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CCV Seminar Series

Date(s): 6 Jun 2017
Time: 12 pm - 1:00 pm
Location: 615 St Kilda Road, Melbourne (Meeting Room 312 & 313)

Rebecca Bergin, Senior Research Officer, Cancer Council Victoria

How does time to treatment and symptoms compare for rural and urban colorectal cancer patients in Victoria?

Aim: Investigate colorectal cancer time intervals (patient, primary care, diagnostic, treatment and total intervals) and symptoms by area of residence. Methods: Cross-sectional survey assessing symptoms, presentation routes and dates to treatment from patients, GPs and specialists for Module 4 of the International Cancer Benchmarking Project. The Victorian Cancer Registry contacted patients aged over 40, 5-7 months post-diagnosis. GPs and specialists were sent a survey with patients' consent. Quantile regression for count data examined differences by area of residence for time intervals at the median, 75th and 90th percentiles, adjusting for age, gender, insurance and socio-economic status.
Results: 433 patients (48% rural), 289 GPs and 144 specialists returned surveys (consent rate: 41%, 75%, 35% respectively). Common symptoms in the 78% symptomatic cases were blood in stool (39%), change in bowel habit (34%), stomach pain (30%) and weight loss (16%). Significantly more rural than urban patients noted fatigue (39% vs 28%, p=.03). Rural symptomatic cases showed a longer total interval at all percentiles (median 23 days; 75th 53 days; 90th 38 days), and 90th percentile of the diagnostic interval (48 days). Combining data for symptomatic and screen-detected cases, the total interval was significantly longer for rural than urban cases in the 75th and 90th (30 days; 60 days), and 90th percentile of the diagnostic interval (47 days).
Conclusions: Rural and urban patients reported similar symptoms. Adjusting for important confounders, rural residence was associated with longer total and diagnostic interval quantiles.

Rebecca Bergin, Senior Research Officer, Cancer Council Victoria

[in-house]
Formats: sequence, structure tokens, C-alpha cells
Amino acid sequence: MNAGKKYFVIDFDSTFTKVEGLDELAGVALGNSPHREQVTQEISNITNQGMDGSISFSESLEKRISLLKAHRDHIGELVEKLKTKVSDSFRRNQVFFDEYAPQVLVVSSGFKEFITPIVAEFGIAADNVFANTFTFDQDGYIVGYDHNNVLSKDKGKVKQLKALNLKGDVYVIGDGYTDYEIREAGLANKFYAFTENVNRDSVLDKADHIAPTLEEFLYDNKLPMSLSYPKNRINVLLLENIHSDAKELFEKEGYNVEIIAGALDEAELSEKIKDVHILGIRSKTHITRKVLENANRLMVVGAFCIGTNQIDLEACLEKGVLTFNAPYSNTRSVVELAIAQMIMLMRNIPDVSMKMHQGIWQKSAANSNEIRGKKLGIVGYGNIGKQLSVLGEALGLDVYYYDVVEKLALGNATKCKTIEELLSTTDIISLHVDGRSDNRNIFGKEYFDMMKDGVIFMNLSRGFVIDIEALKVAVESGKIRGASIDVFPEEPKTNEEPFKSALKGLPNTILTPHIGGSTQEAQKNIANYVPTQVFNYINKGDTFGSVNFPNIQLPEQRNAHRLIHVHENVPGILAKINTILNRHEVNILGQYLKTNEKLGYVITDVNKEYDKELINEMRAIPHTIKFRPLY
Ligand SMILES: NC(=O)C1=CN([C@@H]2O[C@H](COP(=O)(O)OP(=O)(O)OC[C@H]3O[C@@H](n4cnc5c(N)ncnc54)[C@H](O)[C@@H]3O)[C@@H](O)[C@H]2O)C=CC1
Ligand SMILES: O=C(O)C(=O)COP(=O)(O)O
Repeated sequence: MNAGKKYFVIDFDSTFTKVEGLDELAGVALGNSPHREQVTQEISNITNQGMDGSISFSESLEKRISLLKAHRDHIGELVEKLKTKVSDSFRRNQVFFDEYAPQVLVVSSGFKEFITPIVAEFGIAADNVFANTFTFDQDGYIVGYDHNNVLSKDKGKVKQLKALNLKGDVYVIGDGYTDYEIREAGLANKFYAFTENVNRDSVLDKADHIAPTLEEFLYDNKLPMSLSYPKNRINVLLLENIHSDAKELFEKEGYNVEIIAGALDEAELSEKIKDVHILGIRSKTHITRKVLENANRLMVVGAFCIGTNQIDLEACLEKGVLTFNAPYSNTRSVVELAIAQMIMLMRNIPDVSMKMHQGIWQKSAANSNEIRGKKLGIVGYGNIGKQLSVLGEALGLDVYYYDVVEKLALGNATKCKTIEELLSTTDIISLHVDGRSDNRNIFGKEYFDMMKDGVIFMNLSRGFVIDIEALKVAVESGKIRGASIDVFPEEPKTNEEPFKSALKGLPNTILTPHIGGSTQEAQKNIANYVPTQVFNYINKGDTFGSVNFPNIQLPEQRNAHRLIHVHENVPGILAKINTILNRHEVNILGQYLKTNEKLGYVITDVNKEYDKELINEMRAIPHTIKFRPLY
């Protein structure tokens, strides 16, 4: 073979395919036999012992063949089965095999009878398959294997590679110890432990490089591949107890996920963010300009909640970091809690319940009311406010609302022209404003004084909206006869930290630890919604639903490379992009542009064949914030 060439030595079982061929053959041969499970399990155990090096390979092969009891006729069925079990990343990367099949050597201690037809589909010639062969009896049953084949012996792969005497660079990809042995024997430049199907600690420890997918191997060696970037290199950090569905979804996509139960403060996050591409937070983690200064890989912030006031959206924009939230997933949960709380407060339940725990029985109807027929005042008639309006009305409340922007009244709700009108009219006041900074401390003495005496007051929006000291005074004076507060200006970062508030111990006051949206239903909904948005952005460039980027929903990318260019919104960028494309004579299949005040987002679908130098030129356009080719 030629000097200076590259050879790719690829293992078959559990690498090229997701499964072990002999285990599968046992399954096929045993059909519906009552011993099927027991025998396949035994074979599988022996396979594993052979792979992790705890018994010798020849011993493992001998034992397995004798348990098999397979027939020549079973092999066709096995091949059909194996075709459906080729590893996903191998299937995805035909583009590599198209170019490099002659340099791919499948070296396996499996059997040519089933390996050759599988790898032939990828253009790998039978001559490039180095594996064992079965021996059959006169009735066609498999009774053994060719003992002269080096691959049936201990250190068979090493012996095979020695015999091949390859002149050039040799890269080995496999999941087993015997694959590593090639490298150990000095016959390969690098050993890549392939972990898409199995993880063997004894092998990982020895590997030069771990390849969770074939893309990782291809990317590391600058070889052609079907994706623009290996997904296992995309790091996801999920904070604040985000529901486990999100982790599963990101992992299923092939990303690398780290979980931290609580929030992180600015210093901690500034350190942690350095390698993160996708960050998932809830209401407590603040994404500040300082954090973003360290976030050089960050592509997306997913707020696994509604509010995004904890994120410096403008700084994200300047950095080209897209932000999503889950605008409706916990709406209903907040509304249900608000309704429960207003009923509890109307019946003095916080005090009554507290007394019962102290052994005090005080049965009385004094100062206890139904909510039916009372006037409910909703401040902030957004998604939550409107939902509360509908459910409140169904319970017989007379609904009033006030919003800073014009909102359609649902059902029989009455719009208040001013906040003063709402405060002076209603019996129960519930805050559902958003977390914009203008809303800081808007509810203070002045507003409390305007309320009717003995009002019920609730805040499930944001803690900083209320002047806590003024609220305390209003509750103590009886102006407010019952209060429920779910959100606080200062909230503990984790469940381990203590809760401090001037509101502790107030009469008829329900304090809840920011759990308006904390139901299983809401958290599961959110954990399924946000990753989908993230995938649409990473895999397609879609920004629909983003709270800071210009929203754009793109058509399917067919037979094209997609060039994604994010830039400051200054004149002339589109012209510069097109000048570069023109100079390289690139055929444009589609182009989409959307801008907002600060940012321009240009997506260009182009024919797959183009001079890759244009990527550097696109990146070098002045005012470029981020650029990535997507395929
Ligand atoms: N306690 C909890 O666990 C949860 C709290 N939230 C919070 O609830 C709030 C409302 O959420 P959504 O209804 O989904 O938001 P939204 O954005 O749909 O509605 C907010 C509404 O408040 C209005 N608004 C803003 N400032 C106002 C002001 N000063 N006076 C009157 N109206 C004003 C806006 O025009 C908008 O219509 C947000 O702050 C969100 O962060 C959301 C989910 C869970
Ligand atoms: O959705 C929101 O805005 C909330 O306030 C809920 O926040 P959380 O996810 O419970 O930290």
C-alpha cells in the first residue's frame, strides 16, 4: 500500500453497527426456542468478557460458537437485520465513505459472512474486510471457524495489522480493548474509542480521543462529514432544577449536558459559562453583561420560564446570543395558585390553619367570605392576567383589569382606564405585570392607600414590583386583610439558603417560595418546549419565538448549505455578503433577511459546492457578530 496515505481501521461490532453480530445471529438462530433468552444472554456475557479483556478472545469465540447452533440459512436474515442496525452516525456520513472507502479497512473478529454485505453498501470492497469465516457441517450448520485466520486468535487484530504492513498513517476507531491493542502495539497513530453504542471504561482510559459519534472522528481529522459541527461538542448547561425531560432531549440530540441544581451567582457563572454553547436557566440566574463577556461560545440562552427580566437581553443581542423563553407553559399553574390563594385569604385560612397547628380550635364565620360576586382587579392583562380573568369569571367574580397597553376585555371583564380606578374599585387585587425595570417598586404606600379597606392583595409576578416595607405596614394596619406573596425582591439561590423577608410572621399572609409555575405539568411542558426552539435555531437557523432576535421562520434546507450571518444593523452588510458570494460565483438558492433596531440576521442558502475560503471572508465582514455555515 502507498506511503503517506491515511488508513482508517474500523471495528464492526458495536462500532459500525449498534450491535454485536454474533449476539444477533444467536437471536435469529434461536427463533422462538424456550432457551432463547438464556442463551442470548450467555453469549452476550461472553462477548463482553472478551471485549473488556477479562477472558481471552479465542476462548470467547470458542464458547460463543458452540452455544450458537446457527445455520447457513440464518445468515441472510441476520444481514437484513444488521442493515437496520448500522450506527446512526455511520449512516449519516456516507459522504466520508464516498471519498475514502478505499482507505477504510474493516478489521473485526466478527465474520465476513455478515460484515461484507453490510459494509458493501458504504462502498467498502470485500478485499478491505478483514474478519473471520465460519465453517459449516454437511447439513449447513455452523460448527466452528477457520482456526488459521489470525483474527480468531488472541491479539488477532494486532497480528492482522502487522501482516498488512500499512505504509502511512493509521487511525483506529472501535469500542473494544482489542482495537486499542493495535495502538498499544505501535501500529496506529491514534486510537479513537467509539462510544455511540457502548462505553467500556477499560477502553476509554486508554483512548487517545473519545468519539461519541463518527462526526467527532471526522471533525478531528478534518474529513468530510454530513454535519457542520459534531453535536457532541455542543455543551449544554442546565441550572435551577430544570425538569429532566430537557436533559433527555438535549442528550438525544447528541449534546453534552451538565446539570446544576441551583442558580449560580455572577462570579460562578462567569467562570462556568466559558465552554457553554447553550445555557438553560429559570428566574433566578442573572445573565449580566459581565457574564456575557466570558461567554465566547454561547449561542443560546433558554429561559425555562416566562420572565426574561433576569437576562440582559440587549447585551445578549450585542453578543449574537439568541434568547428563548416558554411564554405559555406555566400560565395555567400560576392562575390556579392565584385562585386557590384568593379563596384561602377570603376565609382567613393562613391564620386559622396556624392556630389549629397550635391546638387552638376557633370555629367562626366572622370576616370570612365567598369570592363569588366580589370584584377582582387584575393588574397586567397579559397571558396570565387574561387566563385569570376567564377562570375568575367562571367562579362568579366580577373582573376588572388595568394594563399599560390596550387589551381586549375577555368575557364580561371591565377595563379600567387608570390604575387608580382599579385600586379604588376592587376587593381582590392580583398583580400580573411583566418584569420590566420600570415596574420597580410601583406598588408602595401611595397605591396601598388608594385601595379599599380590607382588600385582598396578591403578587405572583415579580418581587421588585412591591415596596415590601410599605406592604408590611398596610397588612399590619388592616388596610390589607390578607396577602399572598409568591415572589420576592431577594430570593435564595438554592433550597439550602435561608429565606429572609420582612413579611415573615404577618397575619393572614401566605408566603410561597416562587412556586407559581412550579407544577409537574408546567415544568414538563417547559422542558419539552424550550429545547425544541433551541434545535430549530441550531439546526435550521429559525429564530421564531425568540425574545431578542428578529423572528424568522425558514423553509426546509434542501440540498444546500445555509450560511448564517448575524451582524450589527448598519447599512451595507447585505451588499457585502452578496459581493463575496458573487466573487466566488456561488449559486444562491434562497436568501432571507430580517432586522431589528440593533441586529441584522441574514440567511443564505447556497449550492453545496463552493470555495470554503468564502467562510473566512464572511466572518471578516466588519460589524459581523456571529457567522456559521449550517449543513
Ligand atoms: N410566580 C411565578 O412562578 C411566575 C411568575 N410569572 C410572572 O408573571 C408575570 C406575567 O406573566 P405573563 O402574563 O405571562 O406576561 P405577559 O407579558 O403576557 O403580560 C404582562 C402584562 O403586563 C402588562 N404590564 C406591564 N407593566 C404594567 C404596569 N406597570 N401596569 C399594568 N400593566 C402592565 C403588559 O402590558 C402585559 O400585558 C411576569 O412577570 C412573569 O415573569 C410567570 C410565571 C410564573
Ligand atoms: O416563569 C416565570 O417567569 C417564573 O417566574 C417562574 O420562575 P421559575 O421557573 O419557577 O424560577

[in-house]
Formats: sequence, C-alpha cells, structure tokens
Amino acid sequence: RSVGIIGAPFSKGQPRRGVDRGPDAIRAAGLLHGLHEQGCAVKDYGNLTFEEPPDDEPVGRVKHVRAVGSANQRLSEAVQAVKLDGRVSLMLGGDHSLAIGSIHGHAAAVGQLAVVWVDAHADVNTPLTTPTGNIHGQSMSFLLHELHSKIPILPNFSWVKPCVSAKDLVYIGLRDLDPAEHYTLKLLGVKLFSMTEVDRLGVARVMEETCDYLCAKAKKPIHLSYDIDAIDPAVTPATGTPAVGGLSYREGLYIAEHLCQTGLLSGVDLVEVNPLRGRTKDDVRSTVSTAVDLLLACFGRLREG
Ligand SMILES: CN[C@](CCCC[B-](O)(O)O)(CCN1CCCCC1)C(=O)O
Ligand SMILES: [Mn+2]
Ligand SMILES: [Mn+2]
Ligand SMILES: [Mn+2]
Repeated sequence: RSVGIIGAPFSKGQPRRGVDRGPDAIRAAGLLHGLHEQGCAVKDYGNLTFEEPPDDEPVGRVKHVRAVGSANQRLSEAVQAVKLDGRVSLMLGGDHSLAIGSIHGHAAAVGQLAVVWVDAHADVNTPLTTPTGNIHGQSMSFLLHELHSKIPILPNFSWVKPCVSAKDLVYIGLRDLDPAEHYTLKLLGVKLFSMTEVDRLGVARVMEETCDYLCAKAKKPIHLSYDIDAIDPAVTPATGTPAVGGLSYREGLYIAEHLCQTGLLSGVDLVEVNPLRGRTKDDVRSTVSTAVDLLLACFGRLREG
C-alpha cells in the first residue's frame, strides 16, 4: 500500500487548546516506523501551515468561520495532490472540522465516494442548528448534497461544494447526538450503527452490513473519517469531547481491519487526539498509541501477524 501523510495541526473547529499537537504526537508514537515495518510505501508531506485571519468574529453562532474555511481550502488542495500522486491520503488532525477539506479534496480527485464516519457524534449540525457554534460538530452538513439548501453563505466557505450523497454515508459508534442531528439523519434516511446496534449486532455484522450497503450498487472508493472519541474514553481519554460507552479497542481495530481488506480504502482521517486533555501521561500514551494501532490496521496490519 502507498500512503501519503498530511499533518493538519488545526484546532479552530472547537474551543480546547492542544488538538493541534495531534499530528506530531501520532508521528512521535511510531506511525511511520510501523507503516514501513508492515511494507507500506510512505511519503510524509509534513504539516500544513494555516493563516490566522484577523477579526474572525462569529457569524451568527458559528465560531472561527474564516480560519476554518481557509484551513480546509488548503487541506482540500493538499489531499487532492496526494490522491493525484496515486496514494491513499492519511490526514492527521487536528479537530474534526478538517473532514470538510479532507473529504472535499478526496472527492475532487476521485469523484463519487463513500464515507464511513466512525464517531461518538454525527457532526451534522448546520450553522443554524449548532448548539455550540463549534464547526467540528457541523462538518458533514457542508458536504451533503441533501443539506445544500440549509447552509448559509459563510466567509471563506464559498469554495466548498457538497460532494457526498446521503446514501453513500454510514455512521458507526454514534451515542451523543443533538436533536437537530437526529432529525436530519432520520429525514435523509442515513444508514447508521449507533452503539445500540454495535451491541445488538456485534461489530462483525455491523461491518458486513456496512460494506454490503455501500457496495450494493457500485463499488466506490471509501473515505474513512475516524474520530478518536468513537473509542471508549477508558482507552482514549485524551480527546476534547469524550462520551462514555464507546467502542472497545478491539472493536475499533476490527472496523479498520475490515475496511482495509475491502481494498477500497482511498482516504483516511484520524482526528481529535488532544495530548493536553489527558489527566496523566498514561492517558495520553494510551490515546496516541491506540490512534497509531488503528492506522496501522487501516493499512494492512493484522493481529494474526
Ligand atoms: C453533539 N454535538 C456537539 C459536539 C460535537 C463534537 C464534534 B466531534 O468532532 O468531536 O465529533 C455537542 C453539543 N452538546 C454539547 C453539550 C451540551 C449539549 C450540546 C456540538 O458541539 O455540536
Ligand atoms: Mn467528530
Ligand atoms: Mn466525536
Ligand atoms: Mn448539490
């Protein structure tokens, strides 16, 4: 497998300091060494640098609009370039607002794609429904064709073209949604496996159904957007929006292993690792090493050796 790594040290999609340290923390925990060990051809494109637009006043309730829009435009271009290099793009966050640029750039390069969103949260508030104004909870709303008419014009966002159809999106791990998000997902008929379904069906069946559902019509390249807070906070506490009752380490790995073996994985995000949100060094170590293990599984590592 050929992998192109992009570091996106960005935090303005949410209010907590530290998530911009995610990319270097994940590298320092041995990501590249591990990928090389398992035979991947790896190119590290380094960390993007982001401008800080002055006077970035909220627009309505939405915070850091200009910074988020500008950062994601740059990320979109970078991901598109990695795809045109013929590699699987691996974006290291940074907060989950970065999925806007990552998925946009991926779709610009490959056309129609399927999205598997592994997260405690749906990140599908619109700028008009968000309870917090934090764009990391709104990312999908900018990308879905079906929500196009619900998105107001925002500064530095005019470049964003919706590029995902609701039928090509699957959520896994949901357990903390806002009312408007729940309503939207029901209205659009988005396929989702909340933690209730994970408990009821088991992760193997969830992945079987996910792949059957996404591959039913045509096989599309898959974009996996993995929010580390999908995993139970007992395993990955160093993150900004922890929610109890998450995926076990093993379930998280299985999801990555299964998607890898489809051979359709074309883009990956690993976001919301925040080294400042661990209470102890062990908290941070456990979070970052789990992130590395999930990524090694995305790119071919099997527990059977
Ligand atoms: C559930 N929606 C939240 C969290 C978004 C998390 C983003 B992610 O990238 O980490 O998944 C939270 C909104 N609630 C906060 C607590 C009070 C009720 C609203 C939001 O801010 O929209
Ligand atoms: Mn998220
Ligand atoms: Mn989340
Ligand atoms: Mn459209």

Levers and challenges to national cancer policy development and implementation: key informant perspectives

Aim: To investigate levers and challenges for cancer health service policy or program development and implementation: in Australia, Canada, New Zealand, Scotland and Denmark.
Methods: Semi-structured interviews were conducted with key informants (KI) identified through author contacts and snowballing. KIs were sent a transcript of the interview for additional comments or corrections. A realist thematic analysis was performed to explore the interaction of context, mechanisms and outcomes.
Results: Thirteen KIs participated in interviews (average: 41mins). KI roles included program managers, clinical leaders, advocacy experts and senior researchers. Factors leveraging cancer policy change included advocacy from organisations, consumers and the media; strong leadership; clear program aims and adaptability. Research evidence was essential in identifying the problem, lack of progress or opportunity for improvement. Evidence used included benchmarking, modelling and use of research networks. Stakeholder engagement was also essential, but could be particularly challenging when introducing clinicians to new evidence. Contextual factors also played a role, including complexity in health systems, political change or policy priorities, and global or local financial or resource constraints. KIs also identified that initiatives had long development timelines, and perceived that access to decision-makers was easier in smaller countries.
Conclusions: A range of program levers, challenges and contextual factors influence cancer care policy development and implementation.

Tahlia Williams, Research Officer, Cancer Council Victoria

Secondary school students' response to the ban on the secondary supply of alcohol in Victoria

Aim: To examine changes in Victorian students' sources for alcohol and perceived ease of accessing alcohol from different sources subsequent to the introduction of secondary supply legislation.
Methods: Cross-sectional survey of 12-to-17-year-old Victorian students conducted in 2011 (n=4413) and 2014 (n=4576). Students completed anonymous, self-report surveys. Questions assessed use of alcohol, perceived ease of access from different sources, how the student's last alcoholic drink was accessed and access to alcohol without parent/guardian permission.
Results: Of ever drinkers, the proportion obtaining their last drink from someone other than a parent decreased from 13% before, to 9% after, the ban on secondary supply (p<0.05). Conversely, the proportion who obtained their alcohol from a parent/guardian increased (41% in 2011 to 51% in 2014; p<0.01). Perceived ease of access from a stranger also decreased from 45% before, to 37% after the ban (p<0.01). Of students who obtained alcohol from someone other than a parent and who were categorised as a risky drinker (five or more drinks on at least one occasion in the past week), 64% in 2011 compared to 59% in 2014 reported they did not have parent/guardian permission however this difference was not significant (p=0.20).
Conclusions: Students most commonly obtained alcoholic drinks from their parents/guardians, and the proportion doing so increased after the ban. Further research is needed to explore the relationship between secondary supply and drinking behaviour.

 

Updated: 30 May, 2017